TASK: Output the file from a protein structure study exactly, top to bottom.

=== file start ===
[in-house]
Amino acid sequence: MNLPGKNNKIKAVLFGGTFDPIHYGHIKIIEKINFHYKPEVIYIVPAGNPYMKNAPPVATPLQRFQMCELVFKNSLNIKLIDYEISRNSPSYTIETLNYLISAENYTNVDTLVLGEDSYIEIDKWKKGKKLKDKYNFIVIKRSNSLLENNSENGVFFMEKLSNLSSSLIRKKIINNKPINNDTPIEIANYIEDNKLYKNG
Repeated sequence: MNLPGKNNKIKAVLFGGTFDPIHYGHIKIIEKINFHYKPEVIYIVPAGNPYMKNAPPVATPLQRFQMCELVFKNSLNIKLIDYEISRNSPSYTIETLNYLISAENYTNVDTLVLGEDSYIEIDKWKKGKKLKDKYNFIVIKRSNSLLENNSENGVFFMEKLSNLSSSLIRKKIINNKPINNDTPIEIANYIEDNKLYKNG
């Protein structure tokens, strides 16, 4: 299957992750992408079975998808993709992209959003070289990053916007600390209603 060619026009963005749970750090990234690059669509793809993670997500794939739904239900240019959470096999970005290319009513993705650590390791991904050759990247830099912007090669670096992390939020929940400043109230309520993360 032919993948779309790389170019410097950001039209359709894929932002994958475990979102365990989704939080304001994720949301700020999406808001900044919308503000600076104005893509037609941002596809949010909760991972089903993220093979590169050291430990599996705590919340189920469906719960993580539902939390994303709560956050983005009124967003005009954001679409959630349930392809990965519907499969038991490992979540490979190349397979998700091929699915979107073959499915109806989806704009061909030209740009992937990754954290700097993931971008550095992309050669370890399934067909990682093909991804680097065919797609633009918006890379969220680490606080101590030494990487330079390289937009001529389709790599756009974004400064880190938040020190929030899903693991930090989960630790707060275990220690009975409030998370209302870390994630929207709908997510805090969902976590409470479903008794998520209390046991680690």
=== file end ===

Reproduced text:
[in-house]
Amino acid sequence: MNLPGKNNKIKAVLFGGTFDPIHYGHIKIIEKINFHYKPEVIYIVPAGNPYMKNAPPVATPLQRFQMCELVFKNSLNIKLIDYEISRNSPSYTIETLNYLISAENYTNVDTLVLGEDSYIEIDKWKKGKKLKDKYNFIVIKRSNSLLENNSENGVFFMEKLSNLSSSLIRKKIINNKPINNDTPIEIANYIEDNKLYKNG
Repeated sequence: MNLPGKNNKIKAVLFGGTFDPIHYGHIKIIEKINFHYKPEVIYIVPAGNPYMKNAPPVATPLQRFQMCELVFKNSLNIKLIDYEISRNSPSYTIETLNYLISAENYTNVDTLVLGEDSYIEIDKWKKGKKLKDKYNFIVIKRSNSLLENNSENGVFFMEKLSNLSSSLIRKKIINNKPINNDTPIEIANYIEDNKLYKNG
């Protein structure tokens, strides 16, 4: 299957992750992408079975998808993709992209959003070289990053916007600390209603 060619026009963005749970750090990234690059669509793809993670997500794939739904239900240019959470096999970005290319009513993705650590390791991904050759990247830099912007090669670096992390939020929940400043109230309520993360 032919993948779309790389170019410097950001039209359709894929932002994958475990979102365990989704939080304001994720949301700020999406808001900044919308503000600076104005893509037609941002596809949010909760991972089903993220093979590169050291430990599996705590919340189920469906719960993580539902939390994303709560956050983005009124967003005009954001679409959630349930392809990965519907499969038991490992979540490979190349397979998700091929699915979107073959499915109806989806704009061909030209740009992937990754954290700097993931971008550095992309050669370890399934067909990682093909991804680097065919797609633009918006890379969220680490606080101590030494990487330079390289937009001529389709790599756009974004400064880190938040020190929030899903693991930090989960630790707060275990220690009975409030998370209302870390994630929207709908997510805090969902976590409470479903008794998520209390046991680690």